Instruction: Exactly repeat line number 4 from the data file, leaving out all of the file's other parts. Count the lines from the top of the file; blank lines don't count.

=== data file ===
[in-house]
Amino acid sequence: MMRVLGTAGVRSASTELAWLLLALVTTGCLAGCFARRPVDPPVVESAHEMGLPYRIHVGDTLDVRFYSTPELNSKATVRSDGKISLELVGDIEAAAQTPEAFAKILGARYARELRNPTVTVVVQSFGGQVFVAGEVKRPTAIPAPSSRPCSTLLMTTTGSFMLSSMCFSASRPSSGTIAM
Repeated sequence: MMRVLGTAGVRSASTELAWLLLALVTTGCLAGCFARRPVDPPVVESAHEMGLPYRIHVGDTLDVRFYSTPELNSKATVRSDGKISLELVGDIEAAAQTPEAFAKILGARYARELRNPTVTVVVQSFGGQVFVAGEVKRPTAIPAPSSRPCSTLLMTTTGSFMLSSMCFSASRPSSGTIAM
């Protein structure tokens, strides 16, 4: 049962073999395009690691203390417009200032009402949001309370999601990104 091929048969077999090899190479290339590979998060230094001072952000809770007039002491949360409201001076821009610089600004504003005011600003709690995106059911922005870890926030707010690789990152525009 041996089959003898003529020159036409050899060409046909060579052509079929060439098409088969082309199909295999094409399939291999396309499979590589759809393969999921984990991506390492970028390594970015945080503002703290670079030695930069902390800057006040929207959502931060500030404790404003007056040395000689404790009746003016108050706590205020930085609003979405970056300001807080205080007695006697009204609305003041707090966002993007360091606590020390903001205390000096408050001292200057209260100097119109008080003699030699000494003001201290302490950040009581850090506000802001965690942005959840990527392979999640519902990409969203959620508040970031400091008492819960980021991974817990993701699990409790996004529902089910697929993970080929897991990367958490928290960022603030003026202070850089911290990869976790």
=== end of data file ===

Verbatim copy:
């Protein structure tokens, strides 16, 4: 049962073999395009690691203390417009200032009402949001309370999601990104 091929048969077999090899190479290339590979998060230094001072952000809770007039002491949360409201001076821009610089600004504003005011600003709690995106059911922005870890926030707010690789990152525009 041996089959003898003529020159036409050899060409046909060579052509079929060439098409088969082309199909295999094409399939291999396309499979590589759809393969999921984990991506390492970028390594970015945080503002703290670079030695930069902390800057006040929207959502931060500030404790404003007056040395000689404790009746003016108050706590205020930085609003979405970056300001807080205080007695006697009204609305003041707090966002993007360091606590020390903001205390000096408050001292200057209260100097119109008080003699030699000494003001201290302490950040009581850090506000802001965690942005959840990527392979999640519902990409969203959620508040970031400091008492819960980021991974817990993701699990409790996004529902089910697929993970080929897991990367958490928290960022603030003026202070850089911290990869976790």